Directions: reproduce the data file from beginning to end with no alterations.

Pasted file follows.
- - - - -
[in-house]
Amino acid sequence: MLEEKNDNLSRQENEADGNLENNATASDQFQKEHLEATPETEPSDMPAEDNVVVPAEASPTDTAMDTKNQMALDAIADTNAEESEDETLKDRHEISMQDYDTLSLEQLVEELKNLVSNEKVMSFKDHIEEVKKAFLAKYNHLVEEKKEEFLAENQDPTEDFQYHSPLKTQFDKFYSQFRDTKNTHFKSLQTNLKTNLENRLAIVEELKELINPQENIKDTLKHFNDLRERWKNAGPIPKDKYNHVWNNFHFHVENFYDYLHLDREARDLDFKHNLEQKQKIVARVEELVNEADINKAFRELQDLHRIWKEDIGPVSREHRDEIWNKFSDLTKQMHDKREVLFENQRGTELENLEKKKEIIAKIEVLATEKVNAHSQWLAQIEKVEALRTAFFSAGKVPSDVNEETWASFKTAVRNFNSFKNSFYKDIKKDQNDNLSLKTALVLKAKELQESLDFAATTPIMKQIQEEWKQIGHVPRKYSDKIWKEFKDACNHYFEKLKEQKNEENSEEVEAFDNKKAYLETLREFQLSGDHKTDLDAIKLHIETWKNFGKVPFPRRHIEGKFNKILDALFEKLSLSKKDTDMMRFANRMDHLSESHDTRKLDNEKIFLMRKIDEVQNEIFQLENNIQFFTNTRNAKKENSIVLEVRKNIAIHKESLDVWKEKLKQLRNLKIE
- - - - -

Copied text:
[in-house]
Amino acid sequence: MLEEKNDNLSRQENEADGNLENNATASDQFQKEHLEATPETEPSDMPAEDNVVVPAEASPTDTAMDTKNQMALDAIADTNAEESEDETLKDRHEISMQDYDTLSLEQLVEELKNLVSNEKVMSFKDHIEEVKKAFLAKYNHLVEEKKEEFLAENQDPTEDFQYHSPLKTQFDKFYSQFRDTKNTHFKSLQTNLKTNLENRLAIVEELKELINPQENIKDTLKHFNDLRERWKNAGPIPKDKYNHVWNNFHFHVENFYDYLHLDREARDLDFKHNLEQKQKIVARVEELVNEADINKAFRELQDLHRIWKEDIGPVSREHRDEIWNKFSDLTKQMHDKREVLFENQRGTELENLEKKKEIIAKIEVLATEKVNAHSQWLAQIEKVEALRTAFFSAGKVPSDVNEETWASFKTAVRNFNSFKNSFYKDIKKDQNDNLSLKTALVLKAKELQESLDFAATTPIMKQIQEEWKQIGHVPRKYSDKIWKEFKDACNHYFEKLKEQKNEENSEEVEAFDNKKAYLETLREFQLSGDHKTDLDAIKLHIETWKNFGKVPFPRRHIEGKFNKILDALFEKLSLSKKDTDMMRFANRMDHLSESHDTRKLDNEKIFLMRKIDEVQNEIFQLENNIQFFTNTRNAKKENSIVLEVRKNIAIHKESLDVWKEKLKQLRNLKIE